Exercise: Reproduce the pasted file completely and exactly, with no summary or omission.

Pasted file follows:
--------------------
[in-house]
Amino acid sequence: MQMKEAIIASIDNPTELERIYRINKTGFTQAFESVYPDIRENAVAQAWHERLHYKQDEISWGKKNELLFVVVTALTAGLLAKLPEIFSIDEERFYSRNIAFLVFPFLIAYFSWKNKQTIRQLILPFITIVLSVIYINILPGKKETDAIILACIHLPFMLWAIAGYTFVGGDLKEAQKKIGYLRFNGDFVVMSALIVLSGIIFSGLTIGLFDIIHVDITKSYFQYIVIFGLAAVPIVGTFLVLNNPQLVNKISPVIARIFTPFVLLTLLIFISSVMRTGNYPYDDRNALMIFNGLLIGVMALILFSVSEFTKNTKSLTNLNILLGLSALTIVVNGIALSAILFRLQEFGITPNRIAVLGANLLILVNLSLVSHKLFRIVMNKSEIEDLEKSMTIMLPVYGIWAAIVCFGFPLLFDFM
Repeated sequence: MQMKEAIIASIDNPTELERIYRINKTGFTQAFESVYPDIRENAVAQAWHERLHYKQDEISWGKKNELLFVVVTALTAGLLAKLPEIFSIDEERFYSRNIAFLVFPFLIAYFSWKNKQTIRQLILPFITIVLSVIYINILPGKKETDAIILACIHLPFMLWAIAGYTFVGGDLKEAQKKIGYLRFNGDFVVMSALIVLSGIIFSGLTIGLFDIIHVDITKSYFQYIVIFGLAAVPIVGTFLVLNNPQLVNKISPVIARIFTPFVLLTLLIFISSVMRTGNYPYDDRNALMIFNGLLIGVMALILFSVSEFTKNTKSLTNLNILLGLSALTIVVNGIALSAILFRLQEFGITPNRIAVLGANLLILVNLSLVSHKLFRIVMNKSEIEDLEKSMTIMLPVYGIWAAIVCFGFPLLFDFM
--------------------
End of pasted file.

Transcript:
[in-house]
Amino acid sequence: MQMKEAIIASIDNPTELERIYRINKTGFTQAFESVYPDIRENAVAQAWHERLHYKQDEISWGKKNELLFVVVTALTAGLLAKLPEIFSIDEERFYSRNIAFLVFPFLIAYFSWKNKQTIRQLILPFITIVLSVIYINILPGKKETDAIILACIHLPFMLWAIAGYTFVGGDLKEAQKKIGYLRFNGDFVVMSALIVLSGIIFSGLTIGLFDIIHVDITKSYFQYIVIFGLAAVPIVGTFLVLNNPQLVNKISPVIARIFTPFVLLTLLIFISSVMRTGNYPYDDRNALMIFNGLLIGVMALILFSVSEFTKNTKSLTNLNILLGLSALTIVVNGIALSAILFRLQEFGITPNRIAVLGANLLILVNLSLVSHKLFRIVMNKSEIEDLEKSMTIMLPVYGIWAAIVCFGFPLLFDFM
Repeated sequence: MQMKEAIIASIDNPTELERIYRINKTGFTQAFESVYPDIRENAVAQAWHERLHYKQDEISWGKKNELLFVVVTALTAGLLAKLPEIFSIDEERFYSRNIAFLVFPFLIAYFSWKNKQTIRQLILPFITIVLSVIYINILPGKKETDAIILACIHLPFMLWAIAGYTFVGGDLKEAQKKIGYLRFNGDFVVMSALIVLSGIIFSGLTIGLFDIIHVDITKSYFQYIVIFGLAAVPIVGTFLVLNNPQLVNKISPVIARIFTPFVLLTLLIFISSVMRTGNYPYDDRNALMIFNGLLIGVMALILFSVSEFTKNTKSLTNLNILLGLSALTIVVNGIALSAILFRLQEFGITPNRIAVLGANLLILVNLSLVSHKLFRIVMNKSEIEDLEKSMTIMLPVYGIWAAIVCFGFPLLFDFM